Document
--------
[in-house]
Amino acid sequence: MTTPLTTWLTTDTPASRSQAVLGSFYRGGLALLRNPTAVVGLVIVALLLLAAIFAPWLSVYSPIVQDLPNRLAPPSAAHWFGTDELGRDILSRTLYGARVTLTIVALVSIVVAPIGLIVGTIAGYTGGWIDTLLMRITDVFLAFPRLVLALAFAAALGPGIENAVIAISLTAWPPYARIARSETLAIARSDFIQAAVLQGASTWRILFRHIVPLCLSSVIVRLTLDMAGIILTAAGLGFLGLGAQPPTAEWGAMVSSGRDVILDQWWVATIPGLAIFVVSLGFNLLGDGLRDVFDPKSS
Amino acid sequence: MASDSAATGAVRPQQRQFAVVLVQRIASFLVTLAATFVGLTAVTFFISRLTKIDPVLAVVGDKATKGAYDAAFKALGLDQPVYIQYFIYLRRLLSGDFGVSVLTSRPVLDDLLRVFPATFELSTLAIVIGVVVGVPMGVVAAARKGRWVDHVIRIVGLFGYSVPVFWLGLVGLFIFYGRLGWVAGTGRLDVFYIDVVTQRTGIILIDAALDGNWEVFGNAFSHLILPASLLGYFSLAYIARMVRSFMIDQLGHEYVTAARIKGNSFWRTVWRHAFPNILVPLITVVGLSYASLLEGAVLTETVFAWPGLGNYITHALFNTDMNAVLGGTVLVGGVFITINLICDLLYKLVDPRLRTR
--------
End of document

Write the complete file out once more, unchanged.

[in-house]
Amino acid sequence: MTTPLTTWLTTDTPASRSQAVLGSFYRGGLALLRNPTAVVGLVIVALLLLAAIFAPWLSVYSPIVQDLPNRLAPPSAAHWFGTDELGRDILSRTLYGARVTLTIVALVSIVVAPIGLIVGTIAGYTGGWIDTLLMRITDVFLAFPRLVLALAFAAALGPGIENAVIAISLTAWPPYARIARSETLAIARSDFIQAAVLQGASTWRILFRHIVPLCLSSVIVRLTLDMAGIILTAAGLGFLGLGAQPPTAEWGAMVSSGRDVILDQWWVATIPGLAIFVVSLGFNLLGDGLRDVFDPKSS
Amino acid sequence: MASDSAATGAVRPQQRQFAVVLVQRIASFLVTLAATFVGLTAVTFFISRLTKIDPVLAVVGDKATKGAYDAAFKALGLDQPVYIQYFIYLRRLLSGDFGVSVLTSRPVLDDLLRVFPATFELSTLAIVIGVVVGVPMGVVAAARKGRWVDHVIRIVGLFGYSVPVFWLGLVGLFIFYGRLGWVAGTGRLDVFYIDVVTQRTGIILIDAALDGNWEVFGNAFSHLILPASLLGYFSLAYIARMVRSFMIDQLGHEYVTAARIKGNSFWRTVWRHAFPNILVPLITVVGLSYASLLEGAVLTETVFAWPGLGNYITHALFNTDMNAVLGGTVLVGGVFITINLICDLLYKLVDPRLRTR